Folk jazz is a known quantity, but what about jazzy folk. And yes, there is a distinction. Folk jazz has been in use as a musical term as far back as the 50’s when quite a number of jazz musicians started incorporating elements of folk music, usually as a vehicle for obligatory solos. Clarinetist Jimmy Giuffre and saxophonist Tony Scott were considered as kind of initiators of that trend. The trend continued into the 60’s and had it’s moment in the sun in the 70’s, with groups like Paul Winter’s Consort and in particular, Oregon. Later on, jazz artists like guitarist Pat Metheny also messed around with the genre.
Folk to jazz, but what about jazz to folk?
But what about the folk musicians or singer/songwriters using the elements of jazz? There again, a musician more connected with jazz had the key influence – Chicago born Terry Callier was considered the key purveyor of the sound and his albums like The New Folk Sounds of Terry Callier or What Color Is Love are considered classics of the genre. The other important initiator is virtuoso guitarist John Fahey, whose instrumental excursions included almost everything, from spirituals and Christmas carols, to ragas and avant-garde jazz.
Still, the ‘classic’ singer/songwriters mostly went by another route. Tim Buckley and Joni Mitchell both started out as straight-out folkies and went into deep jazz. Joni Mitchell’s albums like The Hissing Of The Summer Lawns, Hejira, and Mingus are actually straightforward jazz affairs, while Tim Buckley’s albums Lorca and Starsailor can be considered avant-garde jazz vocal improvisations more than folk or rock. On the other hand, his album Blue Afternoon is something that can be truly called jazzy folk and is an absolute classic no matter what musical form you classify it under.
On the other side of the Pond, or the British Isles, to be more precise, the intermingling of jazz and folk was much more prominent as far back as the late 60’s. Led by master guitarists Bert Jansch and John Renbourn…
On the other side of the Pond, or the British Isles, to be more precise, the intermingling of jazz and folk was much more prominent as far back as the late 60’s. Led by master guitarists Bert Jansch and John Renbourn, Pentangle were the prime example of what can be considered jazzy folk. Their recently reissued and expanded self-titled debut album is a must for any serious collector. The trend continued with gone too early singer/songwriter Nick Drake. Any of his three albums issued while he was still among us are a mixture of folk interwoven with jazz and classical music. The trend had its moments with John Martyn, another folkie gone jazz and electric, his albums One World and Grace and Danger being excellent examples. And then, since somewhere in the early 80’s, as if playing folk with elements of jazz went out of vogue, any artists that attempted to do so were too few and far in between.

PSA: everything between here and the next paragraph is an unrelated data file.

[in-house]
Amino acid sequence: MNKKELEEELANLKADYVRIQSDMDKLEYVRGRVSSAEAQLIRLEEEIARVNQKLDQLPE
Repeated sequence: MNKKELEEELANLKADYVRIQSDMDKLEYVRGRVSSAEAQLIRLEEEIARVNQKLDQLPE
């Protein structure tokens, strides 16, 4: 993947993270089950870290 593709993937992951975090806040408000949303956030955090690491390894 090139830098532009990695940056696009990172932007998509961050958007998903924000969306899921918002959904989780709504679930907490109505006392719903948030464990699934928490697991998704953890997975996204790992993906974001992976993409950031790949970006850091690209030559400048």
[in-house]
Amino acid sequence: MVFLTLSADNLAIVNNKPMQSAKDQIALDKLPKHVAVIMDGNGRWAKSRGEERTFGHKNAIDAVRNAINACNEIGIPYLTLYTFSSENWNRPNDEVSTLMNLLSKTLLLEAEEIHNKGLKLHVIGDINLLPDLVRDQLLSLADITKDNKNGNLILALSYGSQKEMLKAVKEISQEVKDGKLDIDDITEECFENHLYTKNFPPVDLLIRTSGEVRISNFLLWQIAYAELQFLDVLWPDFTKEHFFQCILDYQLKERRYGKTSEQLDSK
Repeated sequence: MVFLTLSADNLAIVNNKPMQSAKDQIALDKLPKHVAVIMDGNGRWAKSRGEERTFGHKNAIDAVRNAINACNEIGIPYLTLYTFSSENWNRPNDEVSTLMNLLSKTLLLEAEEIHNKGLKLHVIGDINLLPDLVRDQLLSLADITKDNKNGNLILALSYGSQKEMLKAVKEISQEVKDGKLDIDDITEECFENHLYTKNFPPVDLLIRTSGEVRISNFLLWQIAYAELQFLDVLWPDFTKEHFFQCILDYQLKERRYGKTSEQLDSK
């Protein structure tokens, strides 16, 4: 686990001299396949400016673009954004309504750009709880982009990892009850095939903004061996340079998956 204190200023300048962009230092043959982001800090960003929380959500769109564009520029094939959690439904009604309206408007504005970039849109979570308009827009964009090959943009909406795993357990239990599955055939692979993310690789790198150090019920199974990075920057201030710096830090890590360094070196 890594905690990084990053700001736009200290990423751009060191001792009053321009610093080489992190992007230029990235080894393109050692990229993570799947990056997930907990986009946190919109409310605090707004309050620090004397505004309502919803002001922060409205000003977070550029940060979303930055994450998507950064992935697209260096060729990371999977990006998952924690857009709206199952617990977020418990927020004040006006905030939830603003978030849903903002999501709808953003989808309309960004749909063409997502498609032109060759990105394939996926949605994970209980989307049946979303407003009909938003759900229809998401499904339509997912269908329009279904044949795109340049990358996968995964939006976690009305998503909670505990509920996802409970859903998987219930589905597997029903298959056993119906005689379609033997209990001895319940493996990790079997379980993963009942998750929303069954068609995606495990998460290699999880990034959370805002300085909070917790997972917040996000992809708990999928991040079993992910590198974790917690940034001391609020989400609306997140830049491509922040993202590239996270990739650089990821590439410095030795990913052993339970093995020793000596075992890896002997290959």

Jazzy folk needs a resurrection
So we come to Manchester England singer/songwriter John Stammers and his sophomore album Waiting Around. An album that can signal the resurrection of jazzy folk; and what an appropriate title for an album that took six years to make. In many ways Stammers continues on the singer/songwriter essence of his self-titled first album on which Stammers wears his Nick Drake influences clear as day on his sleeves. But on Waiting Around Stammers has brought an organic integration of jazz and ambient music elements into his music, giving it another expanded dimension.
An album that can signal the resurrection of jazzy folk; and what an appropriate title for an album that took six years to make.
The title song, “Stepping Around Her Clothes”, with its muted trumpet, “Risky Flowers,” “I See The Signs”, for example, could be considered showcases, but throughout the album even in songs that veer toward country, like “Miss Valentine”, jazz is an integral part of Stammers’ folk sound. A lot of it has to do with the fact that a big part of the album was recorded in Stammers’ cellar directly, to tape with no overdubs. Surely something that has the ambiance of a true jazz club sometime in the 60’s. One of the reasons it took Stammers six years to record this album was the fact that, like Neil Young and Jack White often do, he insisted on recording it on analog equipment. But unlike Young and White, Stammers doesn’t have his own analog studio, and renting such equipment is considered extravagant at the moment.
While it might be hard to expect that the quiet elegance of Waiting Around will make a big splash, it could be a sign that a somewhat forgotten, but rich musical style might get back in vogue. It deserves it.
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